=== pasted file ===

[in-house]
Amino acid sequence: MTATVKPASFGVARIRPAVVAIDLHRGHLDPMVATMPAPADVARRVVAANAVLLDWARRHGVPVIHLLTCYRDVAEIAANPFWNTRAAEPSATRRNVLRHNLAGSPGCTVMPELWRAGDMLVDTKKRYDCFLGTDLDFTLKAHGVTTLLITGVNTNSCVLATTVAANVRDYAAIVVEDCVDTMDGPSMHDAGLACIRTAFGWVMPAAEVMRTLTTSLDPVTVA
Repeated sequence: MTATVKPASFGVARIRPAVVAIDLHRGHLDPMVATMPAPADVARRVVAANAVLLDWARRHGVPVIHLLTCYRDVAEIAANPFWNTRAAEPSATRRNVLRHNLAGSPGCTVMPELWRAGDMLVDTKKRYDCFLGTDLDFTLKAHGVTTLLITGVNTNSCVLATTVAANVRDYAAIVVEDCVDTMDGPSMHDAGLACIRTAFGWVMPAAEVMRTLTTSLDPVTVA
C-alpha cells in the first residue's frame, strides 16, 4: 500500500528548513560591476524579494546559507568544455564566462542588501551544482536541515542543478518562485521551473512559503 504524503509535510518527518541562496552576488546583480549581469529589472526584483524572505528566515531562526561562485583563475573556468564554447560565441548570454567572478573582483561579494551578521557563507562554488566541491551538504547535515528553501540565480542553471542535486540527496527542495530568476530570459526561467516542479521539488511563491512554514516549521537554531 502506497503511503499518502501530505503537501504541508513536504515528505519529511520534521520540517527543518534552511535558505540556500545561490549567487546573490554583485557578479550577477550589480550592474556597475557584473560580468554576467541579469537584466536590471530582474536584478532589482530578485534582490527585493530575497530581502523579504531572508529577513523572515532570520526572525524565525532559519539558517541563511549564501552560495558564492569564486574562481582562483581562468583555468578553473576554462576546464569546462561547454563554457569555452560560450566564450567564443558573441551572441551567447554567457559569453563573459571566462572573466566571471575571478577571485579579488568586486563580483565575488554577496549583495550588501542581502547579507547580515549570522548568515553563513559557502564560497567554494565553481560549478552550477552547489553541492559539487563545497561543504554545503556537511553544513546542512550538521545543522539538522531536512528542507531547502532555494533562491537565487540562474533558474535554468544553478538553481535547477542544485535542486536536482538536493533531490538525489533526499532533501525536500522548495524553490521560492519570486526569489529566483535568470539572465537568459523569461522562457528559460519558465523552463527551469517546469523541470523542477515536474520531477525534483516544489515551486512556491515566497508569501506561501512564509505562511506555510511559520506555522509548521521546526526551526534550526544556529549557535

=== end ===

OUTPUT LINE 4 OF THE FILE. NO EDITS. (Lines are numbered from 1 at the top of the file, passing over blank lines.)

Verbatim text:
C-alpha cells in the first residue's frame, strides 16, 4: 500500500528548513560591476524579494546559507568544455564566462542588501551544482536541515542543478518562485521551473512559503 504524503509535510518527518541562496552576488546583480549581469529589472526584483524572505528566515531562526561562485583563475573556468564554447560565441548570454567572478573582483561579494551578521557563507562554488566541491551538504547535515528553501540565480542553471542535486540527496527542495530568476530570459526561467516542479521539488511563491512554514516549521537554531 502506497503511503499518502501530505503537501504541508513536504515528505519529511520534521520540517527543518534552511535558505540556500545561490549567487546573490554583485557578479550577477550589480550592474556597475557584473560580468554576467541579469537584466536590471530582474536584478532589482530578485534582490527585493530575497530581502523579504531572508529577513523572515532570520526572525524565525532559519539558517541563511549564501552560495558564492569564486574562481582562483581562468583555468578553473576554462576546464569546462561547454563554457569555452560560450566564450567564443558573441551572441551567447554567457559569453563573459571566462572573466566571471575571478577571485579579488568586486563580483565575488554577496549583495550588501542581502547579507547580515549570522548568515553563513559557502564560497567554494565553481560549478552550477552547489553541492559539487563545497561543504554545503556537511553544513546542512550538521545543522539538522531536512528542507531547502532555494533562491537565487540562474533558474535554468544553478538553481535547477542544485535542486536536482538536493533531490538525489533526499532533501525536500522548495524553490521560492519570486526569489529566483535568470539572465537568459523569461522562457528559460519558465523552463527551469517546469523541470523542477515536474520531477525534483516544489515551486512556491515566497508569501506561501512564509505562511506555510511559520506555522509548521521546526526551526534550526544556529549557535